Victory At Sea

Victory At Sea

The Good Night

Kim Chee

The Good Night, the latest release from Victory At Sea, is a good album. Smart, sophisticated, and more expressive than much of the typical indie rock fare. Stylistically, the band occupies a lot of territory. Lyrically as well, the album focuses on songs where the narrator is inevitably traversing alien landscapes of forced to wander the strange realm between desire and memory. The Good Night is a fitting title for songs that deal with a haunting dreamlike atmosphere that takes place on this album.

The album opens up with the liquid bass lines of “Mary In June.” Gently propulsive drumming carries the narrative forward while singer and guitarist Mona Elliott sings expressively before the song reaches its climax. Tender flourishes of cello accompany her before the keyboards chime in all serve to underscore the musical climax. Yet, immediately on the next track, Victory At Sea create an environment that would not sound out of place on a Nick Cave album. A few notes from a piano and the mournful sounds of a trumpet accompany the singer as she makes her way across a barren landscape.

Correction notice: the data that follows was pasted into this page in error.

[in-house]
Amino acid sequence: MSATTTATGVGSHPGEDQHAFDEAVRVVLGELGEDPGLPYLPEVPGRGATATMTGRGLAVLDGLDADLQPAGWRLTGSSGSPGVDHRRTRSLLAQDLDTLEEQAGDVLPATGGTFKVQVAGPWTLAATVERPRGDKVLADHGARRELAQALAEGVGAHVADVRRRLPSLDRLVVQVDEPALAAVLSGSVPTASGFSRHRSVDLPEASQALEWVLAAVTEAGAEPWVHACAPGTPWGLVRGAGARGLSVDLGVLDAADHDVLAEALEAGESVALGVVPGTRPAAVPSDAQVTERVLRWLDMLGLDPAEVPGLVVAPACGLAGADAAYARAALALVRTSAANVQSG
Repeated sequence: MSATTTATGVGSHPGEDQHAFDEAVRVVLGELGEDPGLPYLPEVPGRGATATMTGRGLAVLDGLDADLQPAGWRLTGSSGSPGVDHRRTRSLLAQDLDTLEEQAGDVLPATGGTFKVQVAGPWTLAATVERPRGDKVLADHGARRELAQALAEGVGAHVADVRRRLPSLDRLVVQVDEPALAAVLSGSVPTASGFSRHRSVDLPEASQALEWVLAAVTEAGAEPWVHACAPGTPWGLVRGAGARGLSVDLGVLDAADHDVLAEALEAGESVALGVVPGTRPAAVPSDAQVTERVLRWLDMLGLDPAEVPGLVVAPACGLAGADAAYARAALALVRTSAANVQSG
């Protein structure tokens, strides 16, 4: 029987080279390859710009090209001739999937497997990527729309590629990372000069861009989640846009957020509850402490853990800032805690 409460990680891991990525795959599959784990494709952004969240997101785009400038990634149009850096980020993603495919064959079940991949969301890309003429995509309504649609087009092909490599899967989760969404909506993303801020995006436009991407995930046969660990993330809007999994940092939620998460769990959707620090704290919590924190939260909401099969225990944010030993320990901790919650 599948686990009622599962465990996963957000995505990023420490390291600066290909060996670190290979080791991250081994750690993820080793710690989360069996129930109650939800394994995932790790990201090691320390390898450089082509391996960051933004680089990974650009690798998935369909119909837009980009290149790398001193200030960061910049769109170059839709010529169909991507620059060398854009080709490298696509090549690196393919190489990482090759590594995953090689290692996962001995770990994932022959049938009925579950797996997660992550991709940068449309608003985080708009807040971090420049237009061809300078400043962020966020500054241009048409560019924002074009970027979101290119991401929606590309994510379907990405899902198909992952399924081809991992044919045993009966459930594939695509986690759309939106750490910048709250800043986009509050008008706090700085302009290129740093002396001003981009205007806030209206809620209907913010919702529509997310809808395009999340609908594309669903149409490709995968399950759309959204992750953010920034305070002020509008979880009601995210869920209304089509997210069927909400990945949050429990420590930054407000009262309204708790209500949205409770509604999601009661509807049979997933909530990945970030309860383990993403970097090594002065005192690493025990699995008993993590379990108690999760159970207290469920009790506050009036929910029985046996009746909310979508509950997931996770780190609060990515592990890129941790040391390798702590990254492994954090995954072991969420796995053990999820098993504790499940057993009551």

One of my favorite tracks, “Old Harbor,” recalls a waltz. A waltz that takes place through tenement flats, shanty towns and the refuge of squatters. “Sunny Days,” another great track has the lyrics: “There’s a cloud over your head, it follows you everywhere you go/My sunny days are shorter now that your cloud has taken a liking to me/Luckily, I prefer the rain/Honest I am lighter when it rains.”

Receiving this release, I expected nothing less than another nondescript, angular indie rock band. This was a pleasant surprise and one whose only flaw could be the length. At barely over half an hour, The Good Night is an album that leaves the listener yearning for more.

Kim Chee Records:

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